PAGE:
Common: decreased appetite, increases in cholesterol levels
Uncommon: Altered glycaemic control has been reported in diabetic patients
Hyponatraemia has been reported predominantly in elderly patients and is sometimes due to syndrome of inappropriate anti-diuretic hormone secretion (SIADH)
Common: somnolence, insomnia, agitation, abnormal dreams (including nightmares)
Uncommon: confusion, hallucinations
Rare: manic reactions, anxiety, depersonalisation, panic attacks, akathisia
Not known: aggression, suicidal ideation and suicidal behaviour
Cases of aggression were observed in post marketing experience. Cases of suicidal ideation and suicidal behaviours have been reported during Actaparoxetin therapy or early after treatment discontinuation.
These symptoms may also be due to the underlying disease.
Nervous system disorders
Common: dizziness, tremor, headache, concentration impaired
Uncommon: extrapyramidal disorders
Rare: convulsions, restless legs syndrome (RLS)
Very rare: serotonin syndrome (symptoms may include agitation, confusion, diaphoresis, hallucinations, hyperreflexia, myoclonus, shivering, tachycardia and tremor)
Reports of extrapyramidal disorder including oro-facial dystonia have been received in patients sometimes with underlying movement disorders or who were using neuroleptic medication.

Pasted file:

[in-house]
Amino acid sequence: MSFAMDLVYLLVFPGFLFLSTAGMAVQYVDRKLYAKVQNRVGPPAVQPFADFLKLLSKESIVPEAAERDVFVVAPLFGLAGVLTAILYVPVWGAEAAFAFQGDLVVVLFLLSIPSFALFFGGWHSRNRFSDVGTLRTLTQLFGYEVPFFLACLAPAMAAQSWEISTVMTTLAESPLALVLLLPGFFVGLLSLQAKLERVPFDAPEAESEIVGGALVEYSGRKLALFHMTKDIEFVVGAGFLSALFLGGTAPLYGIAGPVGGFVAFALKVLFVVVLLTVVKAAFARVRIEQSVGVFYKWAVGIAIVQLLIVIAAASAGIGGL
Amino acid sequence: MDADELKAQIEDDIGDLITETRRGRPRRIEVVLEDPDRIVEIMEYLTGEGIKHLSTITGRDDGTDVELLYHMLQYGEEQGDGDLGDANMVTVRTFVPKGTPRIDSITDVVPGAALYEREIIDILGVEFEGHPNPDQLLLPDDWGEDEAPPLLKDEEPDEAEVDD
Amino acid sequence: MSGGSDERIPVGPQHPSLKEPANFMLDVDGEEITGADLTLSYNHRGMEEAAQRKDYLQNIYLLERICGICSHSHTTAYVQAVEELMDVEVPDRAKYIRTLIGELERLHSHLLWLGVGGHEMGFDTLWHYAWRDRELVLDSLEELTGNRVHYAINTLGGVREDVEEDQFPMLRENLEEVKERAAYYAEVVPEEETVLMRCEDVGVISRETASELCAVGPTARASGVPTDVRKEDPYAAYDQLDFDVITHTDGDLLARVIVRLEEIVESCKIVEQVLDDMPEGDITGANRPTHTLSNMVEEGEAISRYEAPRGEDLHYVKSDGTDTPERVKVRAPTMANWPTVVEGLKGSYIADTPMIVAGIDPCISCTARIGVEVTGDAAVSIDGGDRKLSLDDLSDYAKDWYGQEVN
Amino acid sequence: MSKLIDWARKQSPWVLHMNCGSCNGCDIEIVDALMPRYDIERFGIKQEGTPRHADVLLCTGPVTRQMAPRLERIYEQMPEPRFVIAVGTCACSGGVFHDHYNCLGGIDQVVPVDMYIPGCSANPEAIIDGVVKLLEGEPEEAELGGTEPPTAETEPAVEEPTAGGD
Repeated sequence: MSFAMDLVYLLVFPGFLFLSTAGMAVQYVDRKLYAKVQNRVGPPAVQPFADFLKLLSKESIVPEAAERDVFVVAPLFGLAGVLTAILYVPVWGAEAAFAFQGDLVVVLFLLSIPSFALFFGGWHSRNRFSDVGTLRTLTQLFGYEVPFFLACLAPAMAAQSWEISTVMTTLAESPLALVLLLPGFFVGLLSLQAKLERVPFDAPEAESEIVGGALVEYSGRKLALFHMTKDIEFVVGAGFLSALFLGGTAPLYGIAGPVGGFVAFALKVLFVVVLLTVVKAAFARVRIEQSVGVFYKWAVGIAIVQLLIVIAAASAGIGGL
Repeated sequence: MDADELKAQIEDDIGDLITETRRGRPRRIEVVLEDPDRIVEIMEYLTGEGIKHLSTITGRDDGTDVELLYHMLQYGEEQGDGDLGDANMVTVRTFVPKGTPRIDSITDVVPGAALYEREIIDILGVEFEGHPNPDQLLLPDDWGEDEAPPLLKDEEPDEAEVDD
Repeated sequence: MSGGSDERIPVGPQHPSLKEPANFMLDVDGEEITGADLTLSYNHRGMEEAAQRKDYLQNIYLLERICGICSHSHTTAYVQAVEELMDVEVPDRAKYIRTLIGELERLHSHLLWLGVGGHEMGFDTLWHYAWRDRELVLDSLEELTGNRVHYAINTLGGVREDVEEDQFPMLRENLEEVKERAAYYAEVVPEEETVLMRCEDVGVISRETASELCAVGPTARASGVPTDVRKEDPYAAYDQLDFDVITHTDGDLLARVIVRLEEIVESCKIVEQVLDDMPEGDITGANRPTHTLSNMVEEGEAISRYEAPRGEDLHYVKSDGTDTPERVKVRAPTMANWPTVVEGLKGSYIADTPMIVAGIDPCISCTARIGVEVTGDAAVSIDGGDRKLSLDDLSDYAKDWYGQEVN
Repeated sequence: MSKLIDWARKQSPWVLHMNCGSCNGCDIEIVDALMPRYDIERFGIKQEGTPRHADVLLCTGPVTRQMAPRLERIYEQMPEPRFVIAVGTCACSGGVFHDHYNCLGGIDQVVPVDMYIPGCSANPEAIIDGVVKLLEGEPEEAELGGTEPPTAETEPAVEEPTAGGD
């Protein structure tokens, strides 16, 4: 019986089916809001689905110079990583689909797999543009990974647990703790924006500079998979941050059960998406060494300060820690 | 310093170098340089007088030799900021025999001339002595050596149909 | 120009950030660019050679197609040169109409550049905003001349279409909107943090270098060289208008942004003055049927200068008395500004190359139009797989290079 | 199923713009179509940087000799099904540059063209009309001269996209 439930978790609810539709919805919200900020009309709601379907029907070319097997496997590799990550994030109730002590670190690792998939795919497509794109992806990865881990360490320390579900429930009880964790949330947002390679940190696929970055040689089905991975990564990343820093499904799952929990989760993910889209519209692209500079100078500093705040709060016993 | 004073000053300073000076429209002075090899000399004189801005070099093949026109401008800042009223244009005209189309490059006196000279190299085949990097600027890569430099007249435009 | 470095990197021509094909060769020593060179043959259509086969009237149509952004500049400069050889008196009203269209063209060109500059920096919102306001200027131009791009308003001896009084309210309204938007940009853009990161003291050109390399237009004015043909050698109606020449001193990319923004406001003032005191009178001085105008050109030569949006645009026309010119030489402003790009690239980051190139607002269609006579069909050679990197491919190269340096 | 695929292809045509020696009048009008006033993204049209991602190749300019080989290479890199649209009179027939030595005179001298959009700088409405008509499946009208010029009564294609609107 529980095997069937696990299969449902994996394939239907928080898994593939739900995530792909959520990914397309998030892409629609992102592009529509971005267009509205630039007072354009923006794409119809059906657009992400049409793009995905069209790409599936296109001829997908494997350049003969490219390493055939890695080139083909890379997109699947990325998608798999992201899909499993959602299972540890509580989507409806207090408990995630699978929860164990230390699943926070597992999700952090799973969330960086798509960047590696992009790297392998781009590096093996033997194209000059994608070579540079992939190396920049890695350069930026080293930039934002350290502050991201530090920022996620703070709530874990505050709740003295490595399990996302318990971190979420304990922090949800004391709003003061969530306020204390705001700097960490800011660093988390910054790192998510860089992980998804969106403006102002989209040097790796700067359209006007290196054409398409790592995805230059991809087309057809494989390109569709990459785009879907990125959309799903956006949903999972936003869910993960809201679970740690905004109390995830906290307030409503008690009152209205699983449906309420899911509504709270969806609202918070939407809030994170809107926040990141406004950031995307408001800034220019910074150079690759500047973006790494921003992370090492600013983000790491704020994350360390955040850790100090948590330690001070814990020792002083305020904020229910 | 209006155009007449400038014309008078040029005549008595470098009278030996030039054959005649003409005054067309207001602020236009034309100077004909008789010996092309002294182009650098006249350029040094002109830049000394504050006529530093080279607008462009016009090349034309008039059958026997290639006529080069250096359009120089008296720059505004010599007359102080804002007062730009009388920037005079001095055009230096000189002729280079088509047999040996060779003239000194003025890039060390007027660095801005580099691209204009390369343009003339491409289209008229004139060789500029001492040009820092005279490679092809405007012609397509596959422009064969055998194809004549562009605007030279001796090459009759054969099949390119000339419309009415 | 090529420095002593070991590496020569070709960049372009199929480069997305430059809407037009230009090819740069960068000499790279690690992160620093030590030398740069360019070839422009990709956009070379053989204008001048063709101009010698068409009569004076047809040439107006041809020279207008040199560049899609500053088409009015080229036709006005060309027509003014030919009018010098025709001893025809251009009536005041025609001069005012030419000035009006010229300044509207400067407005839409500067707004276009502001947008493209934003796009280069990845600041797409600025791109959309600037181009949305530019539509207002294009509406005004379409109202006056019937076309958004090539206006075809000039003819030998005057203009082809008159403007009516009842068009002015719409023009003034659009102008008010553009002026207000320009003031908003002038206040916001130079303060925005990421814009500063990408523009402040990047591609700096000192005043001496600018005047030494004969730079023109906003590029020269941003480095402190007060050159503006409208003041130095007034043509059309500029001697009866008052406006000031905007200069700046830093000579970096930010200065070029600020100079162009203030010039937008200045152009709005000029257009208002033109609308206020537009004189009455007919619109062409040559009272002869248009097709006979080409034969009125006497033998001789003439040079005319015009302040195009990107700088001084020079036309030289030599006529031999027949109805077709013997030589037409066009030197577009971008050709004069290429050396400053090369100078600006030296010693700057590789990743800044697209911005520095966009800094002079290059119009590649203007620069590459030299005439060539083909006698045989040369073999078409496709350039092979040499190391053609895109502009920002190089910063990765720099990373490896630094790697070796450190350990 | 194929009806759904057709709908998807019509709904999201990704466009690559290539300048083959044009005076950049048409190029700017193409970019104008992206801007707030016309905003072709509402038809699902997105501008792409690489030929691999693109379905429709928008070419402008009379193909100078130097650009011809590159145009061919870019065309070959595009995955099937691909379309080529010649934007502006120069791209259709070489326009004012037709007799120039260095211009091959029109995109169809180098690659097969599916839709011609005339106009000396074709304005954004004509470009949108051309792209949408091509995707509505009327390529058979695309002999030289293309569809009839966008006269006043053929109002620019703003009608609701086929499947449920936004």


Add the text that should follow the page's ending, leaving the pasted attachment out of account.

Common: blurred vision
Very rare: acute glaucoma
Ear and labyrinth disorders
Not known: tinnitus
Uncommon: sinus tachycardia
Uncommon: transient increases or decreases in blood pressure, postural hypotension
Transient increases or decreases of blood pressure have been reported following treatment with Actaparoxetin, usually in patients with pre-existing hypertension or anxiety.
Respiratory, thoracic and mediastinal disorders
Very common: nausea
Common: constipation, diarrhoea, vomiting, dry mouth
Very rare: gastrointestinal bleeding
Rare: elevation of hepatic enzymes
Very rare: hepatic events (such as hepatitis, sometimes associated with jaundice and/or liver failure)
Elevation of hepatic enzymes has been reported. Post-marketing reports of hepatic events (such as hepatitis, sometimes associated with jaundice and/or liver failure) have also been received very rarely. Discontinuation of Actaparoxetin should be considered if there is prolonged elevation of liver function test results.
Skin and subcutaneous tissue disorders
Uncommon: skin rashes, pruritus
Very rare: severe cutaneous adverse reactions (including erythema multiforme, Stevens-Johnson syndrome and toxic epidermal necrolysis), urticaria, photosensitivity reactions
Musculoskeletal and connective tissue disorders
Rare: arthralgia, myalgia
Epidemiological studies, mainly conducted in patients 50 years of age and older, show an increased risk of bone fractures in patients receiving SSRIs and TCAs. The mechanism leading to this risk is unknown.
Renal and urinary disorders
Uncommon: urinary retention, urinary incontinence
Reproductive system and breast disorders
Very common: sexual dysfunction
Rare: hyperprolactinaemia/galactorrhoea, menstrual disorders (including menorrhagia, metrorrhagia, amenorrhoea, menstruation delayed and menstruation irregular)